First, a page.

Last edited by Sothebys
06.08.2021 | History

2 edition of 19th century furniture, decorations and works of art found in the catalog.

19th century furniture, decorations and works of art

New York, Friday, September 17, 1993.

  • 1865 Want to read
  • 157 Currently reading

Published by Administrator in Sothebys

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  • United States
    • Subjects:
    • Sothebys


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      • Cover title.Auction held September 17, 1993; exhibition held September 11-16, 1993.Sale 6458 -- Spine.Including property from the estate of Wynne M. Willim and the Joseph M. Meraux collection, and property of various owners, including the estate of Shirley Carter Burton, the estate of Belle parker Gordon, the estate of Leonard Haber, the collection of William G. Helis, Jr., the estate of G. Virginia Ludwig, the collection of John and Katsy Mecom, Houston, Texas, a midwestern institution, the collection of Jerome K. Ohrbach, the Toledo Museum of Art, sold to benefit the acquisitions fund, property of various owners, property of Sothebys.

        StatementSothebys
        PublishersSothebys
        Classifications
        LC Classifications1993
        The Physical Object
        Paginationxvi, 129 p. :
        Number of Pages84
        ID Numbers
        ISBN 10nodata
        Series
        1nodata
        2
        3

        nodata File Size: 6MB.


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Inlays and Fourishes Carved, laminated wood framed formal pieces of furniture manufactured in the well-known workshops in lower Manhattan in the 19th century. No obvious damage to the cover, with the dust jacket if applicable included for hard covers.

19th century furniture decorations and works of art (1986 edition)

Good: A book that has been read but is in good condition. Topic: Furniture ISBN: Does not apply. The dust jacket for hard covers may not be included. Chair and cabinet legs had paw feet, were inscribed with reeds, or ended in eagles grasping globes.

Techniques and Finishes of 19th Century Furniture

Faking It Wood graining was an extremely popular faux finish that simulated the characteristics of hard-to-obtain or more desirable woods. Later in the century, brushes and combs were manipulated to speed the process, and other wood grains 19th century furniture cherry, maple, rosewood -- were used to highlight architectural features or faux paint an entire chair or cabinet.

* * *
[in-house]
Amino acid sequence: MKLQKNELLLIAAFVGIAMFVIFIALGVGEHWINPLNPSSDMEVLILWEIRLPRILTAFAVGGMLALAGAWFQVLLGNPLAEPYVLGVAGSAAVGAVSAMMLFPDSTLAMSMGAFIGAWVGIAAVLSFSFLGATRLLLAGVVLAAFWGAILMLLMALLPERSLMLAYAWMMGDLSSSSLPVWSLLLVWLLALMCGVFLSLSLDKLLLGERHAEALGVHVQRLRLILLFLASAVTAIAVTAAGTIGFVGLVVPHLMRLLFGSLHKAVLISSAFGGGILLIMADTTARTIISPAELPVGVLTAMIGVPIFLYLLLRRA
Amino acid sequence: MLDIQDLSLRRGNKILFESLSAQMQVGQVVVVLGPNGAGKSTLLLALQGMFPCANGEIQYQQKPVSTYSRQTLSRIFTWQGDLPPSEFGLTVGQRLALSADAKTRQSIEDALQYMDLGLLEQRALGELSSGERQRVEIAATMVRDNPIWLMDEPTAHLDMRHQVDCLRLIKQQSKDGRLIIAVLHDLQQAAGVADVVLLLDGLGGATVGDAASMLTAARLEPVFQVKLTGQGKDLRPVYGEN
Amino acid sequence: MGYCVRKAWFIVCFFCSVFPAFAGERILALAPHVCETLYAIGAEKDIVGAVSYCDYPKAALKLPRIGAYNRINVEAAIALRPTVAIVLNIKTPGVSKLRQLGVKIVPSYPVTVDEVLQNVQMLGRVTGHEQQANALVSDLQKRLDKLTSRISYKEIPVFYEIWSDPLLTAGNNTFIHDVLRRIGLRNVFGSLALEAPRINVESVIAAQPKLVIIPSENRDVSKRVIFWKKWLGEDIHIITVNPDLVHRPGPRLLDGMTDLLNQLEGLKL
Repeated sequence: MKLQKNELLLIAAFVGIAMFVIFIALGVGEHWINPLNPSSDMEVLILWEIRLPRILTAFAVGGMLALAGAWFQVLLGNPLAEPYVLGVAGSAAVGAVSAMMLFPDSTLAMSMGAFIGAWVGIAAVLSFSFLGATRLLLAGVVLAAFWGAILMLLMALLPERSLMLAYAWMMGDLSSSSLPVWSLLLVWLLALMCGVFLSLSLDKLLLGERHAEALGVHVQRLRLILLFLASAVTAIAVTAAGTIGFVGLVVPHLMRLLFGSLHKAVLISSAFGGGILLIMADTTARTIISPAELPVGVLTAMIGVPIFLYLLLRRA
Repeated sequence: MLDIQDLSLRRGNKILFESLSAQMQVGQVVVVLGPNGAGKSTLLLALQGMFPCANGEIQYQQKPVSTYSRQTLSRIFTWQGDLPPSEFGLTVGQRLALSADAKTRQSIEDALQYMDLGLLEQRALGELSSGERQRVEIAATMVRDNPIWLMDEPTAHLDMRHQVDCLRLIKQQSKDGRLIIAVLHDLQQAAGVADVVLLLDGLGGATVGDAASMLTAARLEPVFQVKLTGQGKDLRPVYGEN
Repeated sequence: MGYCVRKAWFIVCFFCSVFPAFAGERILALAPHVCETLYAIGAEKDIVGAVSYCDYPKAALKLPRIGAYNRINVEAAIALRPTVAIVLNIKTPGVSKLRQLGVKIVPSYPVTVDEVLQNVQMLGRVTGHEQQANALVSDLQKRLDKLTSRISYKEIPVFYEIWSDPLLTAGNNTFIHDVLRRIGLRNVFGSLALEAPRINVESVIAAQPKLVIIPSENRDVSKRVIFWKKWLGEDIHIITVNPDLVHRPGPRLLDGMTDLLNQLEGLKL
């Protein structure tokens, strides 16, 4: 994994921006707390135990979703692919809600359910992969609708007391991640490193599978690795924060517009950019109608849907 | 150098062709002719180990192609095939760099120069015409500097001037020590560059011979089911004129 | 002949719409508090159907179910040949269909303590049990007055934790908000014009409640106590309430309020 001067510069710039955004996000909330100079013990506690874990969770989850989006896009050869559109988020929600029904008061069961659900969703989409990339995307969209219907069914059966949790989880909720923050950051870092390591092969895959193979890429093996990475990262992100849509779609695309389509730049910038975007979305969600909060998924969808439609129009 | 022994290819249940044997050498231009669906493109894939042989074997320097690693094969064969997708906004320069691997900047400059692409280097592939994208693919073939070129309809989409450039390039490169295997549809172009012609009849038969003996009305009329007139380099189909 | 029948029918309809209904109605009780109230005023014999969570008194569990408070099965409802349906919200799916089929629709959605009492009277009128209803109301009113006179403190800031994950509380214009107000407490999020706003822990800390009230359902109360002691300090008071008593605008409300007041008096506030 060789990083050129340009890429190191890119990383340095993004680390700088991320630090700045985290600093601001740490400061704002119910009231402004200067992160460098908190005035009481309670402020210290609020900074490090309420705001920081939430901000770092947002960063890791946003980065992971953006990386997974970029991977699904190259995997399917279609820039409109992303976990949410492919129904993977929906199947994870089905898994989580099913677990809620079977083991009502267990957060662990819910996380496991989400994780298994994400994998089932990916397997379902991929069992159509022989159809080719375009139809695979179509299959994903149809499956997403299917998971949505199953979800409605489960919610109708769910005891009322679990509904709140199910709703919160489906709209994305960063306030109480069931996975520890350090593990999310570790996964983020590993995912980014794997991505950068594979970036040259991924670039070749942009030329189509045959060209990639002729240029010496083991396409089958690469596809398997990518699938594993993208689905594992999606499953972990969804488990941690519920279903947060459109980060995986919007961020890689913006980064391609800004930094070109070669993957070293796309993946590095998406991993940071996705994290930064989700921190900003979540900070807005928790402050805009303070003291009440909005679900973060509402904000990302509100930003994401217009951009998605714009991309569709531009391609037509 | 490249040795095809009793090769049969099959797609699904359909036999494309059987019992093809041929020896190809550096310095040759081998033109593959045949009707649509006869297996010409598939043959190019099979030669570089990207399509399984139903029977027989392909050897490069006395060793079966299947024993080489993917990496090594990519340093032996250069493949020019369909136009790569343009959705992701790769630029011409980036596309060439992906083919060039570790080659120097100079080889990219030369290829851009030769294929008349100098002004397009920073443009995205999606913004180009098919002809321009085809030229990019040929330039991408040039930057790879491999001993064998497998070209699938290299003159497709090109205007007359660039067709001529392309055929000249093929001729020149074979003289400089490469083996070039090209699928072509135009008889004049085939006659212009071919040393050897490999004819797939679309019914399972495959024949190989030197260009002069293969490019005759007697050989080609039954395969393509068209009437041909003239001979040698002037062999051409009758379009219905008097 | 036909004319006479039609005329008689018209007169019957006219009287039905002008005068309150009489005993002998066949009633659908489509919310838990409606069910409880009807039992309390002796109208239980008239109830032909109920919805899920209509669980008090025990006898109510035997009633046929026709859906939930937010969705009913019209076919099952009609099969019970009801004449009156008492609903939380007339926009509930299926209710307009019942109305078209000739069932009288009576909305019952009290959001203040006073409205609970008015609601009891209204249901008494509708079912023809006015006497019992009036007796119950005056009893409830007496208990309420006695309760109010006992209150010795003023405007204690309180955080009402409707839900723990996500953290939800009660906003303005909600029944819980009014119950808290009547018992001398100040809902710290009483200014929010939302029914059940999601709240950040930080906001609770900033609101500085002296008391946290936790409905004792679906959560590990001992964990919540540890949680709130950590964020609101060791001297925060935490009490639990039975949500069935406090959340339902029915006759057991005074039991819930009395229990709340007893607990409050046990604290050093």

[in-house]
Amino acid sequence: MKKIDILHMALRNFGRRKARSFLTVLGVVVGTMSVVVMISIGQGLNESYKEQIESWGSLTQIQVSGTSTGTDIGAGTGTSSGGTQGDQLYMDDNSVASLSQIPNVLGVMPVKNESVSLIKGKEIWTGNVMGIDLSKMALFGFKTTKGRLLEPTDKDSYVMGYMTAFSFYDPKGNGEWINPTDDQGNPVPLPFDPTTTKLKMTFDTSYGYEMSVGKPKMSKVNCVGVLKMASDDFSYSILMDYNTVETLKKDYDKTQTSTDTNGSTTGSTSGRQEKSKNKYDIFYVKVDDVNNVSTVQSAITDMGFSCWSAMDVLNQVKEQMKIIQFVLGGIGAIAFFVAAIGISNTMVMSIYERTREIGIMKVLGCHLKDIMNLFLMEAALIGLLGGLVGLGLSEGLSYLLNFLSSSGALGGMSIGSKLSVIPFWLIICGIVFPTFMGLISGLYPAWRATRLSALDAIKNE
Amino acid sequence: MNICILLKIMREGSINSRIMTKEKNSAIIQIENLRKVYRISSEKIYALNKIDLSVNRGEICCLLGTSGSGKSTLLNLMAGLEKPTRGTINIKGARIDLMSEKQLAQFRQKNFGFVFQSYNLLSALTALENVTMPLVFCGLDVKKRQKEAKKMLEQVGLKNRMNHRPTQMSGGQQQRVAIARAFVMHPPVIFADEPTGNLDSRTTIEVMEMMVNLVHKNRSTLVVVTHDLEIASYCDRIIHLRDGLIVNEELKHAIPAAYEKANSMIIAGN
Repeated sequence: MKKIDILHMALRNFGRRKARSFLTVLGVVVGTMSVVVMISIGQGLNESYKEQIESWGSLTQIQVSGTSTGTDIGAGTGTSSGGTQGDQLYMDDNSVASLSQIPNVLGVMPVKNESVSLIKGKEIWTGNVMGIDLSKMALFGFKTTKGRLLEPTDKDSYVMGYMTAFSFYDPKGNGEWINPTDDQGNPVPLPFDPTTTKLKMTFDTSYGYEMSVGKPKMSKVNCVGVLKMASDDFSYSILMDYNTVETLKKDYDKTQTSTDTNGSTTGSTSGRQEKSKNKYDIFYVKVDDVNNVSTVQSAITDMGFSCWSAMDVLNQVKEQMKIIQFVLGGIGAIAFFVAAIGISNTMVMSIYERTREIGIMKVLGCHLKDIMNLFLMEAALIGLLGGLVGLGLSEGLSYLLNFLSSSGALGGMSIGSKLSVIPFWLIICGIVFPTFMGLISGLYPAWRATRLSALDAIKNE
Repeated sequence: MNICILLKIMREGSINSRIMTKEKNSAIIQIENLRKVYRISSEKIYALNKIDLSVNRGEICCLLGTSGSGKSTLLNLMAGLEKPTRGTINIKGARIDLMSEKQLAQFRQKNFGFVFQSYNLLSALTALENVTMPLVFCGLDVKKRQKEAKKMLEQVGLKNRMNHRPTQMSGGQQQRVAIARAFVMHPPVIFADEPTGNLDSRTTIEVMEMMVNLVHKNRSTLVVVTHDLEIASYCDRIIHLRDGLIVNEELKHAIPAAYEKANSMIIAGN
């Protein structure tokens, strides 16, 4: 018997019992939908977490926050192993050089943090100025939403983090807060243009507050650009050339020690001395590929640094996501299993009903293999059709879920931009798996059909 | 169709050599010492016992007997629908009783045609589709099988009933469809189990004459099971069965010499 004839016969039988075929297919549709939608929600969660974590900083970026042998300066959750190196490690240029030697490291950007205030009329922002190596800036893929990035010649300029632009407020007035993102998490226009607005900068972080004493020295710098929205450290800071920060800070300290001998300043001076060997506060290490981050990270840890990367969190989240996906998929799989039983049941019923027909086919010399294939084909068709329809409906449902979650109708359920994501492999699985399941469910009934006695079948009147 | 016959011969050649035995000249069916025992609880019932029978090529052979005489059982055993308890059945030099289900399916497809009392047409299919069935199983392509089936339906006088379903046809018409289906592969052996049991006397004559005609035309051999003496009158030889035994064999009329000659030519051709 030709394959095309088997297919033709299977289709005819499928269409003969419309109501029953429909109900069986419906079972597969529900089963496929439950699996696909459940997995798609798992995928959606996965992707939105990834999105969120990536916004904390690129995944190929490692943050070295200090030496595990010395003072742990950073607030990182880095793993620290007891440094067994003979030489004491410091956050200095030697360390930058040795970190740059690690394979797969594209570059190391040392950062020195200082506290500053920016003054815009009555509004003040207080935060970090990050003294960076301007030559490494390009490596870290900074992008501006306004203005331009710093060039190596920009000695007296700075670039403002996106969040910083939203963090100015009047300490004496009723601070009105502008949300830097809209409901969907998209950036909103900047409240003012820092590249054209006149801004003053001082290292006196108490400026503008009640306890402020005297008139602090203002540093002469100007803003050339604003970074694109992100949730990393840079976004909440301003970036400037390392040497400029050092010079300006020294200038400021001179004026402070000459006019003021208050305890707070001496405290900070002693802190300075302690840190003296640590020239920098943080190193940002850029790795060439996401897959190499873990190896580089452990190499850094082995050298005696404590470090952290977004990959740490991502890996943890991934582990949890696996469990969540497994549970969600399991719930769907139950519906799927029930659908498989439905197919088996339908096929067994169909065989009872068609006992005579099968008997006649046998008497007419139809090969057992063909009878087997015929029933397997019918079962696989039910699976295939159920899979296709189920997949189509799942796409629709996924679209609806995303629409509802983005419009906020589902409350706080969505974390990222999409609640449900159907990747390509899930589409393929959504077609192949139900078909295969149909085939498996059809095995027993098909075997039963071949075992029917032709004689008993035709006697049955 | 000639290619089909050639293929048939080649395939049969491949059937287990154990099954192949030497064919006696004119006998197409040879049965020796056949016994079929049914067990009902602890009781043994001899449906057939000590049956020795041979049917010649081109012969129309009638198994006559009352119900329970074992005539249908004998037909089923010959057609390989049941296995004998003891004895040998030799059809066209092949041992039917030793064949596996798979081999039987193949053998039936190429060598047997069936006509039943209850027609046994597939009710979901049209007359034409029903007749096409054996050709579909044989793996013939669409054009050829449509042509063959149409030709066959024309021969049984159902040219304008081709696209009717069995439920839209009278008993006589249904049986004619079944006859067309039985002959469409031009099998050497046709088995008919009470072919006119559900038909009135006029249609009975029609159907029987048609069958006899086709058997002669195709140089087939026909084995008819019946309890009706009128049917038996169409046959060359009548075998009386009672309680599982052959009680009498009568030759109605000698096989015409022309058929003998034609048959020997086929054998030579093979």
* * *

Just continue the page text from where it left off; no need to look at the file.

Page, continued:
Mahogany, a wood introduced to European and American furniture-makers during Colonial-era trade, was distinctive and durable, and a lot of graining aimed at a faux mahogany finish. Materials adapted for widespread use in furniture-making included cast iron, individually molded and forged for garden benches and bed frames, and papier-mache -- heavily lacquered and gilded screens, chairs, tables, even bedroom sets -- made from pressed paper pulp and glue.

Beeswax and Polissoirs Fine furniture could be finished with several natural, not synthetic, coatings for much of the century, but the preferred surface was beeswax. The catalog for the 19th Century Furniture, Decorations and Works of Art, sale 6593, held by Sotheby's in New York on September 12, 1995 decorations and works of art 201 mostly illustrated lots on 92 pages.

Wikipedia citation Copy and paste this code into your Wikipedia page. Very minimal damage to the cover including scuff marks, but no holes or tears. To get the look, orange-brown oil paints were overlaid with hand-traced red pigment lines.

Her work has appeared in USA Today, the San Francisco Chronicle, The New York Times, and in professional journals and trade publications. property from the estate of Harry Z. It isn't always possible to identify or recreate the coatings or the builders of 19th-century cabinetry. Ornate pieces, including sofas, chairs and table legs, were adorned with shells, scrolls, flowers, masks and other classical motifs.

Cabinetry and Joinery In the 19th century, some fine furnishings were made of laminated wood, and experimentation with manipulating decorations and works of art produced some significant developments in cabinetry. The majority of pages are undamaged with minimal creasing or tearing, minimal pencil underlining of text, no highlighting of text, no writing in margins.

The less the finish is tampered with and the more repairs are entrusted to a conservative expert, the higher the value that the piece retains. United States, Canada, United Kingdom, China, Mexico, Germany, Japan, France, Australia, Russian Federation, Denmark, Romania, Slovakia, Bulgaria, Czech Republic, Finland, Hungary, Latvia, Lithuania, Malta, Estonia, Greece, Portugal, Cyprus, Slovenia, Sweden, Korea, South, Indonesia, Taiwan, South Africa, Thailand, Belgium, Hong Kong, Ireland, Netherlands, Poland, Spain, Italy, Austria, Israel, New Zealand, Philippines, Singapore, Switzerland, Norway, Ukraine, United Arab Emirates, Qatar, Kuwait, Bahrain, Croatia, Republic of, Malaysia, Chile, Colombia, Costa Rica, Dominican Republic, Trinidad and Tobago, Guatemala, El Salvador, Jamaica, Aruba, Grenada, Saint Lucia, Montserrat, Bangladesh, Egypt, Guernsey, Gibraltar, Iceland, Jersey, Jordan, Cambodia, Liechtenstein, Sri Lanka, Luxembourg, Monaco, Macau, Maldives, Oman, Pakistan, Paraguay, Uruguay Very Good: A book that does not look new and has been read but is in excellent condition.

French polishing is another traditional technique that was used to obtain a high gloss from a mix of shellac, denatured alcohol and pumice hand-rubbed into the wood. Then the wax was buffed with coarsely woven linen and finally with a flannel or other soft cloth.